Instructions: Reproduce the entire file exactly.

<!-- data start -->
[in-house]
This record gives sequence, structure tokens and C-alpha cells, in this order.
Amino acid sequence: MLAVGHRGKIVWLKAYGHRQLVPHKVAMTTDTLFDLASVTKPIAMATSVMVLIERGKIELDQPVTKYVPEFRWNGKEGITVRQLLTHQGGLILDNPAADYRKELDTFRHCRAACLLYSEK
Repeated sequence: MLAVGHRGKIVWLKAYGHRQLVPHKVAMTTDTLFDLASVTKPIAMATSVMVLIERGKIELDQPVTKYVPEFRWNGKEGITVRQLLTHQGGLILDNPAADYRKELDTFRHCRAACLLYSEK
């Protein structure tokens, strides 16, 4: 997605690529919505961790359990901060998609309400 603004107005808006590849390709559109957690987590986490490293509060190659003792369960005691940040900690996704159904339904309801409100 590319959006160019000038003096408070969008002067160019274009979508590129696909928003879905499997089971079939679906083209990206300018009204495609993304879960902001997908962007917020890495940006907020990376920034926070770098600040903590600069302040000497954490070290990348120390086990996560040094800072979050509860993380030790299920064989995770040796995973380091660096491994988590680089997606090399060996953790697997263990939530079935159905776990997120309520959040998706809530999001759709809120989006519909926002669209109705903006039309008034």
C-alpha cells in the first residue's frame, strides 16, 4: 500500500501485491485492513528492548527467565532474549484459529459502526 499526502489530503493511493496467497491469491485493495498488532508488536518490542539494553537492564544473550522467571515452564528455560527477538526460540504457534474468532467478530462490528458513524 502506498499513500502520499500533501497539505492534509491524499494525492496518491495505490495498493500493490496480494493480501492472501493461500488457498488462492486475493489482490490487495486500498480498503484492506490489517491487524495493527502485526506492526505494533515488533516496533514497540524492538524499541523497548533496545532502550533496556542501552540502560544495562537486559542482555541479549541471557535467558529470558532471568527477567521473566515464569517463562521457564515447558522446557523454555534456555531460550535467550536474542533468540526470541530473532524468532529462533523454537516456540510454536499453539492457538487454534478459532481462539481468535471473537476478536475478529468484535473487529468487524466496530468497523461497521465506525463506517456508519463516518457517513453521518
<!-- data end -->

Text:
[in-house]
This record gives sequence, structure tokens and C-alpha cells, in this order.
Amino acid sequence: MLAVGHRGKIVWLKAYGHRQLVPHKVAMTTDTLFDLASVTKPIAMATSVMVLIERGKIELDQPVTKYVPEFRWNGKEGITVRQLLTHQGGLILDNPAADYRKELDTFRHCRAACLLYSEK
Repeated sequence: MLAVGHRGKIVWLKAYGHRQLVPHKVAMTTDTLFDLASVTKPIAMATSVMVLIERGKIELDQPVTKYVPEFRWNGKEGITVRQLLTHQGGLILDNPAADYRKELDTFRHCRAACLLYSEK
């Protein structure tokens, strides 16, 4: 997605690529919505961790359990901060998609309400 603004107005808006590849390709559109957690987590986490490293509060190659003792369960005691940040900690996704159904339904309801409100 590319959006160019000038003096408070969008002067160019274009979508590129696909928003879905499997089971079939679906083209990206300018009204495609993304879960902001997908962007917020890495940006907020990376920034926070770098600040903590600069302040000497954490070290990348120390086990996560040094800072979050509860993380030790299920064989995770040796995973380091660096491994988590680089997606090399060996953790697997263990939530079935159905776990997120309520959040998706809530999001759709809120989006519909926002669209109705903006039309008034």
C-alpha cells in the first residue's frame, strides 16, 4: 500500500501485491485492513528492548527467565532474549484459529459502526 499526502489530503493511493496467497491469491485493495498488532508488536518490542539494553537492564544473550522467571515452564528455560527477538526460540504457534474468532467478530462490528458513524 502506498499513500502520499500533501497539505492534509491524499494525492496518491495505490495498493500493490496480494493480501492472501493461500488457498488462492486475493489482490490487495486500498480498503484492506490489517491487524495493527502485526506492526505494533515488533516496533514497540524492538524499541523497548533496545532502550533496556542501552540502560544495562537486559542482555541479549541471557535467558529470558532471568527477567521473566515464569517463562521457564515447558522446557523454555534456555531460550535467550536474542533468540526470541530473532524468532529462533523454537516456540510454536499453539492457538487454534478459532481462539481468535471473537476478536475478529468484535473487529468487524466496530468497523461497521465506525463506517456508519463516518457517513453521518